The Philadelphia Housing Authority's interim executive director, Michael P. Kelly, said Tuesday that he would soon meet one-on-one with federal investigators, while pledging "to let the community at large know we're doing everything we can to work in a more transparent and accountable fashion."
The Inspector General's Office of the U.S. Department of Housing and Urban Development is conducting two audits of PHA. One reviews the authority's hiring of outside lawyers and contractors. The other examines PHA's use of federal stimulus funds to improve scattered housing sites.
Kelly's pledge of cooperation is a marked change for PHA, which has had a history of contentious dealings with HUD and had failed to comply with a subpoena on the housing sites, which was issued last summer. A subpoena was issued last month on payments to lawyers.
Last week, U.S. Sen. Charles E. Grassley (R., Iowa), the ranking minority member of the Judiciary Committee, sought billing records from 20 law firms that had worked for PHA.
On loan from New York City, where he holds a similar job, Kelly started work five weeks ago after the firing of Carl R. Greene amid revelations that PHA secretly paid three women $648,000 to settle sexual-harassment complaints against him.
Kelly has said that he would rein in the authority's use of outside law firms, which have been paid $33 million since 2007. And he said in an interview Tuesday that he would hire his own outside auditors to review certain aspects of PHA's finances.
He also said he would be creating an internal audit-and-compliance unit at PHA that would report to him and to the PHA board. This would allow him to "muscle up" oversight at the agency, he said, and to let "my commissioners know that I am reevaluating the Housing Authority's role."
On Thursday, he told the authority's five commissioners that "revelations over the past several months have uncovered deep internal problems that overshadow PHA's reputation as a provider of affordable housing."
This has "eroded [the] confidence of our residents and employees, elected officials, and the public at large," he added.
In both audits, HUD staff has had to deal with outside lawyers hired by PHA, which has slowed its progress.
Kelly said that, during his coming meeting with the inspector general, scheduled for Feb. 1, he hoped to clarify what further information auditors needed.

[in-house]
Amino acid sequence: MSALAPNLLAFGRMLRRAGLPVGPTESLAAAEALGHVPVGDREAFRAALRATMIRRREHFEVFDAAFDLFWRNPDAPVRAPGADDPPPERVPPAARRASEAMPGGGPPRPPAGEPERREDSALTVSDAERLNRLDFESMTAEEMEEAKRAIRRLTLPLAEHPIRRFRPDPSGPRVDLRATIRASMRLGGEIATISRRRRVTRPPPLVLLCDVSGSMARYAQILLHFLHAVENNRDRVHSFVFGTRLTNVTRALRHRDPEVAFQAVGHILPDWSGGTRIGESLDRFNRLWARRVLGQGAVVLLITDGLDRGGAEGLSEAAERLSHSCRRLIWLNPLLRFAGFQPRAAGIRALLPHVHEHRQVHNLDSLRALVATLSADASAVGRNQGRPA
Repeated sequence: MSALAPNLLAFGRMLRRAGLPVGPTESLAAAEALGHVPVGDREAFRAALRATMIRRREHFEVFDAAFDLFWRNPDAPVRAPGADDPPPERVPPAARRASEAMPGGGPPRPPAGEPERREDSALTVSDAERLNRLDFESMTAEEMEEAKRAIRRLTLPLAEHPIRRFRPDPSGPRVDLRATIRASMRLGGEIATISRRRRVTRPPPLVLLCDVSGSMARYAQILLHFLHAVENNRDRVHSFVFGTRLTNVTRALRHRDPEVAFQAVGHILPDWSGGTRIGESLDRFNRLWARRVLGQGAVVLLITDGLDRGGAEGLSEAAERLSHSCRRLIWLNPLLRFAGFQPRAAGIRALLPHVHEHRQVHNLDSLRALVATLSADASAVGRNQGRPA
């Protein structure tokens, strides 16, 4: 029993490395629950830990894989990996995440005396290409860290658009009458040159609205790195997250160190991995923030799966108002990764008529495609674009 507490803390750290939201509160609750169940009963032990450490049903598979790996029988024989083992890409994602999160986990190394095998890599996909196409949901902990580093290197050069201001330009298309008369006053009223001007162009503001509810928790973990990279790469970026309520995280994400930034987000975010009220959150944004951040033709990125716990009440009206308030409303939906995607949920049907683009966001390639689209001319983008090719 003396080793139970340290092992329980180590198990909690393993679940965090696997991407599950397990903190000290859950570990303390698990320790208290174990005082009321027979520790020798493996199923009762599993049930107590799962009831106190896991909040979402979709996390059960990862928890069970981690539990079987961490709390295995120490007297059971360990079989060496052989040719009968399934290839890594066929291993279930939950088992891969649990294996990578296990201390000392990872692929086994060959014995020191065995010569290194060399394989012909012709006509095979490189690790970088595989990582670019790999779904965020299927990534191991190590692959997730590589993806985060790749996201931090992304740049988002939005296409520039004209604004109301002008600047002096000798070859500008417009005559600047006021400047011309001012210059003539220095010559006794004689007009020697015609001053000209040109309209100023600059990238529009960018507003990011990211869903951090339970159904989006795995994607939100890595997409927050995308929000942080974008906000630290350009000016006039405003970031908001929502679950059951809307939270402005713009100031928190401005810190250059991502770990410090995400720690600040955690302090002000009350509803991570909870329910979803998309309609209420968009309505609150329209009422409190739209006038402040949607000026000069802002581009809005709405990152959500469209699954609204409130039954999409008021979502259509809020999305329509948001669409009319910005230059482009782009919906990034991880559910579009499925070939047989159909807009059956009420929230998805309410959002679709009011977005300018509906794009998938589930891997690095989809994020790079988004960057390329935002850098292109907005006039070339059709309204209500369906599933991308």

Grassley said Tuesday that "oversight is long overdue on the part of the federal agency responsible for these housing dollars, and I hope to see the inspector general fully exercise its authority to protect the interests of taxpayers and those needing assistance."
He said he saw "no legitimate reason for law firms to stand in the way of accountability."
The HUD inspector general issued a new subpoena to Kelly on Dec. 10, demanding that PHA turn over invoices and documentation about work done on specific dates by six law firms: Duane Morris; Fox Rothschild; Ballard Spahr; the defunct WolfBlock; Schnader, Harrison, Segal & Lewis; and Flaster Greenberg.
The subpoena, obtained by The Inquirer, shows that the HUD inspector general is also seeking documents describing any settlements of claims or lawsuits; access to PHA's general ledger, contract register, and accounts-payable records; and bank statements, canceled checks, and bank reconciliations.
Kelly said he was limited in discussing details of the audit, but said it was "unfair" to categorize PHA as being wholly uncooperative. He said "thousands of documents and hundreds of man-hours" have been put into responding to auditors.
The audit of legal fees is part of a broader review of consulting contracts that was initiated Aug. 27 by the HUD inspector general. The Inquirer reported Aug. 25 that PHA paid out more than $33 million in legal fees since 2007, with about half the money going to Ballard Spahr and WolfBlock.
The subpoena zeroes in on $4 million in legal spending between 2007 and August 2010.
The scattered-site audit was launched April 9, HUD documents show. In addition to conventional public-housing, PHA maintains about 6,000 scattered units, the largest inventory of stand-alone properties of any public housing authority.
Among the information HUD has requested for the scattered-site audit are the first five digits of the Social Security numbers of all PHA employees since 2008. Investigators want to determine if any employees are living in some of the units.
Greene had refused to disclose the Social Security information to HUD.
In addition to the reviews by the inspector general, HUD is also conducting a forensic audit of PHA's entire operation under Greene.
Greene, who was fired in September, has denied that he harassed female colleagues and has sued the PHA board for dismissing him.
Kelly said the team of outside auditors he planned to hire would also look at "the risk potential" of four major PHA affiliates. Some are facing lawsuits over allegations that funds were misused and that employees were dunned for payments for parties, outings, and lobbying.
They are Tenant Support Services Inc.; the Philadelphia Asset & Property Management Corp.; the Pennsylvania Institute of Affordable Housing Professionals; and the Pennsylvania Association of Public Service Agencies.
The accountants will review the performance of each group and make recommendations on areas "that should and could be tightened up," Kelly said.
"It's important to look at taking the initiative ourselves," he said, "rather than wait for long-term auditing with the HUD inspector general."